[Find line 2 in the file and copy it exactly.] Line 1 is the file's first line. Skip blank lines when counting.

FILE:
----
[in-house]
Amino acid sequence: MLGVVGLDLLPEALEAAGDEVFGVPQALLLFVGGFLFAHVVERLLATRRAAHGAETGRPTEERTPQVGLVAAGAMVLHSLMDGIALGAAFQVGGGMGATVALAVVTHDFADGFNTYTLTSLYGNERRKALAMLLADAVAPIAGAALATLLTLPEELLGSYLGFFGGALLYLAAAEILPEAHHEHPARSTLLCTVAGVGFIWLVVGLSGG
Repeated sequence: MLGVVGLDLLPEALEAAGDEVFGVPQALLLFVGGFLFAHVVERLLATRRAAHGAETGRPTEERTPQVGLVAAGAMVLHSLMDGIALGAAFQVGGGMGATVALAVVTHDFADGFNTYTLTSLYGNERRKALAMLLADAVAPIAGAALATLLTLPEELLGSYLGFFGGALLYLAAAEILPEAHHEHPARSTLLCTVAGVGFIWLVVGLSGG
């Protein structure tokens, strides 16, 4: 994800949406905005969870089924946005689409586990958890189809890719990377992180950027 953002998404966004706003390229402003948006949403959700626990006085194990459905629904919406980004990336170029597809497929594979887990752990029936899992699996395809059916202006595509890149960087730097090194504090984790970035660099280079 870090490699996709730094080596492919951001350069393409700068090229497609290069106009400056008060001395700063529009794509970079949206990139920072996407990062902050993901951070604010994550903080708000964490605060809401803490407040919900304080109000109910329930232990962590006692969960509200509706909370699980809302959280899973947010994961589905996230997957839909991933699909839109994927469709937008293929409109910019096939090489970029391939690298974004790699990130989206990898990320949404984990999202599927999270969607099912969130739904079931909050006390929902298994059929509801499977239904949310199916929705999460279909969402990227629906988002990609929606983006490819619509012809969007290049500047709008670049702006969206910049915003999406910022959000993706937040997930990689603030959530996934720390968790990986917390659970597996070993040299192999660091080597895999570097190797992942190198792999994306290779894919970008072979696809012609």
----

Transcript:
Amino acid sequence: MLGVVGLDLLPEALEAAGDEVFGVPQALLLFVGGFLFAHVVERLLATRRAAHGAETGRPTEERTPQVGLVAAGAMVLHSLMDGIALGAAFQVGGGMGATVALAVVTHDFADGFNTYTLTSLYGNERRKALAMLLADAVAPIAGAALATLLTLPEELLGSYLGFFGGALLYLAAAEILPEAHHEHPARSTLLCTVAGVGFIWLVVGLSGG